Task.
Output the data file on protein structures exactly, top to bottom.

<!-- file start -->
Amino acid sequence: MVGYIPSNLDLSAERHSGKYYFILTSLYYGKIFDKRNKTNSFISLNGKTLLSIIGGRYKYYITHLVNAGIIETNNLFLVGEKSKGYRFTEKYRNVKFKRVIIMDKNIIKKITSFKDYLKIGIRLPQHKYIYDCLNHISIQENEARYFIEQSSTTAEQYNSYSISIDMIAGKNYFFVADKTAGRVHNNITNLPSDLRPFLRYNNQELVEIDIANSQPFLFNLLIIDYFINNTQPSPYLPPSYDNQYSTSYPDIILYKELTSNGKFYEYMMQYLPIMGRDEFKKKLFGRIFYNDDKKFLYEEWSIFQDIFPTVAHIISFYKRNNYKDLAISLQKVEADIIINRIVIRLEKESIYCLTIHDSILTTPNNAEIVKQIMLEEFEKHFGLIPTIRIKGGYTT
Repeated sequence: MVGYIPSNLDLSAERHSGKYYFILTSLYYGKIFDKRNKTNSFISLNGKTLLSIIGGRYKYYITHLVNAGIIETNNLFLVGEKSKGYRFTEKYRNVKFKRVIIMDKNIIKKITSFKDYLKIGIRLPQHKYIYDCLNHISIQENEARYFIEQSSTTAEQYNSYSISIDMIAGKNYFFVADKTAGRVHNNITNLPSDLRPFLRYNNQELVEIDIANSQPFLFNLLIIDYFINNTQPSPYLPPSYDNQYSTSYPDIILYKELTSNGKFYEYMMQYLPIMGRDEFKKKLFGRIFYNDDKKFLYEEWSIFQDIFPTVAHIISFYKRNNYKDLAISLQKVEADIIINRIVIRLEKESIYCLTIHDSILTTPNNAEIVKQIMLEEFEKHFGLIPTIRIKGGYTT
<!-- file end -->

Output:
Amino acid sequence: MVGYIPSNLDLSAERHSGKYYFILTSLYYGKIFDKRNKTNSFISLNGKTLLSIIGGRYKYYITHLVNAGIIETNNLFLVGEKSKGYRFTEKYRNVKFKRVIIMDKNIIKKITSFKDYLKIGIRLPQHKYIYDCLNHISIQENEARYFIEQSSTTAEQYNSYSISIDMIAGKNYFFVADKTAGRVHNNITNLPSDLRPFLRYNNQELVEIDIANSQPFLFNLLIIDYFINNTQPSPYLPPSYDNQYSTSYPDIILYKELTSNGKFYEYMMQYLPIMGRDEFKKKLFGRIFYNDDKKFLYEEWSIFQDIFPTVAHIISFYKRNNYKDLAISLQKVEADIIINRIVIRLEKESIYCLTIHDSILTTPNNAEIVKQIMLEEFEKHFGLIPTIRIKGGYTT
Repeated sequence: MVGYIPSNLDLSAERHSGKYYFILTSLYYGKIFDKRNKTNSFISLNGKTLLSIIGGRYKYYITHLVNAGIIETNNLFLVGEKSKGYRFTEKYRNVKFKRVIIMDKNIIKKITSFKDYLKIGIRLPQHKYIYDCLNHISIQENEARYFIEQSSTTAEQYNSYSISIDMIAGKNYFFVADKTAGRVHNNITNLPSDLRPFLRYNNQELVEIDIANSQPFLFNLLIIDYFINNTQPSPYLPPSYDNQYSTSYPDIILYKELTSNGKFYEYMMQYLPIMGRDEFKKKLFGRIFYNDDKKFLYEEWSIFQDIFPTVAHIISFYKRNNYKDLAISLQKVEADIIINRIVIRLEKESIYCLTIHDSILTTPNNAEIVKQIMLEEFEKHFGLIPTIRIKGGYTT